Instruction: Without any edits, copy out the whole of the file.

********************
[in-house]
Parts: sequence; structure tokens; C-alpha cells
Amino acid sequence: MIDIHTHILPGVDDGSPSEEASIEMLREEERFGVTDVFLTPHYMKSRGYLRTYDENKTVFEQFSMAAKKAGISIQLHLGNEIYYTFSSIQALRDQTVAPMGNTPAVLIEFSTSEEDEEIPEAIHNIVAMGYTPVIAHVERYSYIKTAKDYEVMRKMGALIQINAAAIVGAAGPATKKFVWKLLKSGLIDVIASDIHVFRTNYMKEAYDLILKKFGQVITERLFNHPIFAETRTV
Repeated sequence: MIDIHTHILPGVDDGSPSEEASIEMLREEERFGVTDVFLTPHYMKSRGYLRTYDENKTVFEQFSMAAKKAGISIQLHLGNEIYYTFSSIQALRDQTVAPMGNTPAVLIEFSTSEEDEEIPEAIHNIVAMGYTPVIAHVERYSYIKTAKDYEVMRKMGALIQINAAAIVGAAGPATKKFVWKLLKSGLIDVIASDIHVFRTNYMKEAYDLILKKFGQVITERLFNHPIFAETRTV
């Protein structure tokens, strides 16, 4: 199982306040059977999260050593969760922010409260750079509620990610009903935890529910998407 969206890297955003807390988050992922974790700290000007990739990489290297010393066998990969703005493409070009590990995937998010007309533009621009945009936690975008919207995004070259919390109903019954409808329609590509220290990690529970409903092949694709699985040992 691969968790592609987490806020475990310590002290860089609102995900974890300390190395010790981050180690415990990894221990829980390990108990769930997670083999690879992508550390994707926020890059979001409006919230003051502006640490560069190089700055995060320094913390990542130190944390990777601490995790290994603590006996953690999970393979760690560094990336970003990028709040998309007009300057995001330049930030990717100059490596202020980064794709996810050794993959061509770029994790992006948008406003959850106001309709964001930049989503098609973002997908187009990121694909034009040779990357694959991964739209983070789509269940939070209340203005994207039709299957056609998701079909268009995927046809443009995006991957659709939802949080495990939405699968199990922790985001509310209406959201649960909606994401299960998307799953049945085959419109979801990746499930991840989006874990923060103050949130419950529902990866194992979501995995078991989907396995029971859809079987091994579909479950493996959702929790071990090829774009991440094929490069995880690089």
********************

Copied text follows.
[in-house]
Parts: sequence; structure tokens; C-alpha cells
Amino acid sequence: MIDIHTHILPGVDDGSPSEEASIEMLREEERFGVTDVFLTPHYMKSRGYLRTYDENKTVFEQFSMAAKKAGISIQLHLGNEIYYTFSSIQALRDQTVAPMGNTPAVLIEFSTSEEDEEIPEAIHNIVAMGYTPVIAHVERYSYIKTAKDYEVMRKMGALIQINAAAIVGAAGPATKKFVWKLLKSGLIDVIASDIHVFRTNYMKEAYDLILKKFGQVITERLFNHPIFAETRTV
Repeated sequence: MIDIHTHILPGVDDGSPSEEASIEMLREEERFGVTDVFLTPHYMKSRGYLRTYDENKTVFEQFSMAAKKAGISIQLHLGNEIYYTFSSIQALRDQTVAPMGNTPAVLIEFSTSEEDEEIPEAIHNIVAMGYTPVIAHVERYSYIKTAKDYEVMRKMGALIQINAAAIVGAAGPATKKFVWKLLKSGLIDVIASDIHVFRTNYMKEAYDLILKKFGQVITERLFNHPIFAETRTV
């Protein structure tokens, strides 16, 4: 199982306040059977999260050593969760922010409260750079509620990610009903935890529910998407 969206890297955003807390988050992922974790700290000007990739990489290297010393066998990969703005493409070009590990995937998010007309533009621009945009936690975008919207995004070259919390109903019954409808329609590509220290990690529970409903092949694709699985040992 691969968790592609987490806020475990310590002290860089609102995900974890300390190395010790981050180690415990990894221990829980390990108990769930997670083999690879992508550390994707926020890059979001409006919230003051502006640490560069190089700055995060320094913390990542130190944390990777601490995790290994603590006996953690999970393979760690560094990336970003990028709040998309007009300057995001330049930030990717100059490596202020980064794709996810050794993959061509770029994790992006948008406003959850106001309709964001930049989503098609973002997908187009990121694909034009040779990357694959991964739209983070789509269940939070209340203005994207039709299957056609998701079909268009995927046809443009995006991957659709939802949080495990939405699968199990922790985001509310209406959201649960909606994401299960998307799953049945085959419109979801990746499930991840989006874990923060103050949130419950529902990866194992979501995995078991989907396995029971859809079987091994579909479950493996959702929790071990090829774009991440094929490069995880690089």